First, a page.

Referring now to FIG. 1 there is shown, for illustrative purposes, one embodiment of the invention wherein monomer, solvent and PFI initiator are introduced via feed line 10 into a reaction zone formed by reactor 12. The reaction mixture is stirred by means of a blade 14 rotated by shaft 16. Polymer cement comprising lithium terminated polymer and solvent are withdrawn by a first transfer line 18 and introduced into a deprotection and lithium removal zone formed by contact vessel 20, contents of which are mixed by agitator means 22 which is similar to shaft 16 and blade 14. Molten sodium bisulphate monohydrate is transferred from a storage zone formed by storage vessel 24 to contactor vessel 20 via a second transfer line 26. The sodium bisulphate monohydrate is heated to a molten condition in vessel 24 by conventional heating means not shown. A heavier lower phase of excess sodium bisulphate monohydrate containing sodium silyl sulphate and sodium lithium sulphate as a result of the optional simultaneous removal of lithium from the polymer cement is withdrawn from a contactor vessel 20 via lithium containing salt removal line 28. A portion of partly spent salt can be recovered via first recovery line 30 controlled by valve 31 while the salt necessary for Ni and Al removal is transferred via third transfer line 32 to a hydrogenation catalyst removal zone formed by catalyst removal vessel 34. If desired, excess molten salt can be used so as to give a higher salt to organic ratio in contact vessel 20. If this is done, the excess can be removed via line 35 controlled by valve 37 and recycled to storage vessel 24. The contents of vessel 34 are mixed by means of mixing means 36 which is similar to shaft 16 and blade 14. This catalyst removal can be done by conventional means such as organic or inorganic acids but is preferably done by means of contact with additional molten material such as that used for the deprotection and lithium removal, i.e., molten sodium bisulphate monohydrate. The sodium bisulphate monohydrate introduced as previously shown via line 32 can be reheated if necessary by means of conventional heating means not shown. The heavier molten excess sodium bisulphate monohydrate phase containing dissolved silyl sulphate and sulphates of lithium, nickel and aluminum is withdrawn via hydrogenation catalyst containing salt removal line 38 and finished polymer cement removed via product recovery line 40. If desired, catalyst removal vessel 34 can be operated using an excess of the molten salt so as to give a higher salt to organic ratio. This excess is then withdrawn via line 42 controlled by valve 44 and recycled to a storage zone defined by storage vessel 24. The remaining partly spent salt is then recovered via line 46 controlled by valve 48. Make-up salt is introduced via make-up line 50. This can either be new salt or salt recovered via lines 30 and/or 46 which has been purified.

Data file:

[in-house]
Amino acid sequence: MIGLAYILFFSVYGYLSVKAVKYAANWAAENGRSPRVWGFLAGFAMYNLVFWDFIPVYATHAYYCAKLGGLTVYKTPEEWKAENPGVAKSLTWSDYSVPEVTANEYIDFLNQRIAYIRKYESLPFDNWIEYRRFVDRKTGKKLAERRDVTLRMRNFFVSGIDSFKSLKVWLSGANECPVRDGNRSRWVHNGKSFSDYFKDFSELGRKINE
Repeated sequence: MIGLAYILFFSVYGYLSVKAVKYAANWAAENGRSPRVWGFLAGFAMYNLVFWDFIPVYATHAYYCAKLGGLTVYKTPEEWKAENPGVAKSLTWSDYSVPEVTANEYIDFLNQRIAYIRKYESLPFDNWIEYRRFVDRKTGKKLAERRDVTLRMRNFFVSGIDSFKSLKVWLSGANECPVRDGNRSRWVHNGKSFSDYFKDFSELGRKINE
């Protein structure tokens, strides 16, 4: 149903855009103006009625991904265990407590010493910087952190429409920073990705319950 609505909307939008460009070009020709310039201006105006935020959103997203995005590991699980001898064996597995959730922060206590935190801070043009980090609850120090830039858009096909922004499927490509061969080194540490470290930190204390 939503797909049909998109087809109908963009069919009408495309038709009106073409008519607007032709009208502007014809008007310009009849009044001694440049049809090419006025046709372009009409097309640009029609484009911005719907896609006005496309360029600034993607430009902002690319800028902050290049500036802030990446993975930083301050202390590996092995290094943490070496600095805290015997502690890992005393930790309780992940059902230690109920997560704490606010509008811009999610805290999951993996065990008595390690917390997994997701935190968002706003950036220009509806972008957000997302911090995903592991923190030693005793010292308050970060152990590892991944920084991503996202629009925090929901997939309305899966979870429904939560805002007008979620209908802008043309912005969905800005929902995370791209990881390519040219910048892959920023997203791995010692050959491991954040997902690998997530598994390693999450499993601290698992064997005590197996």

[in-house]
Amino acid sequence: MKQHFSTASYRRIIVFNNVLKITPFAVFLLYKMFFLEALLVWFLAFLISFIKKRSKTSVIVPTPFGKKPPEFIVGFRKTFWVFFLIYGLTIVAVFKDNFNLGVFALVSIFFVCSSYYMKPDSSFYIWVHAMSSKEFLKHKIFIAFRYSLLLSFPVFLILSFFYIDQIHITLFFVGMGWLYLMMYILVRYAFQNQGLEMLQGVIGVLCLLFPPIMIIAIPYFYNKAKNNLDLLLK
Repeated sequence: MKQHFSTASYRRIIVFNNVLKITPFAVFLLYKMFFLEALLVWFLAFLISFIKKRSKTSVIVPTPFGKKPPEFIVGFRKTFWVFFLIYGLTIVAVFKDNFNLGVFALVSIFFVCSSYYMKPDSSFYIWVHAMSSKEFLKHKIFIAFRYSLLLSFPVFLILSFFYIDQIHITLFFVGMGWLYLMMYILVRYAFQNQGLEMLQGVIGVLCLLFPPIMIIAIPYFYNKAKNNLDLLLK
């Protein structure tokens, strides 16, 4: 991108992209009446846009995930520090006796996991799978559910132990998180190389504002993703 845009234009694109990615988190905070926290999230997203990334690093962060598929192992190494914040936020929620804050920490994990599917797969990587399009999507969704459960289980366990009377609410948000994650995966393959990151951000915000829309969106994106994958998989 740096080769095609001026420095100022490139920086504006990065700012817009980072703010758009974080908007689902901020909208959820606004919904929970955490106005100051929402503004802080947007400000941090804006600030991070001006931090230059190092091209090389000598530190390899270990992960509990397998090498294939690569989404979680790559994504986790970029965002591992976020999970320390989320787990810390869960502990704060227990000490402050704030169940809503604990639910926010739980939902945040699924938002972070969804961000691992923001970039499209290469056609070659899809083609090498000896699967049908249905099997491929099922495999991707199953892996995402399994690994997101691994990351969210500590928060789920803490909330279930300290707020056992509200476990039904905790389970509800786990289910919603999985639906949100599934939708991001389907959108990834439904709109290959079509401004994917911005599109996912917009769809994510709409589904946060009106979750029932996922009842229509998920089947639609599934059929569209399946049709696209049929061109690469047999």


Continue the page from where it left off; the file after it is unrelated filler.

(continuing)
Since it is desirable in lithium initiated elastomer polymerizations to maintain essentially anhydrous conditions to avoid premature termination of the chains, and since water in the polymer cement is undesirable because of the potential for emulsion formation, it is preferable to maintain essentially anhydrous conditions throughout the system.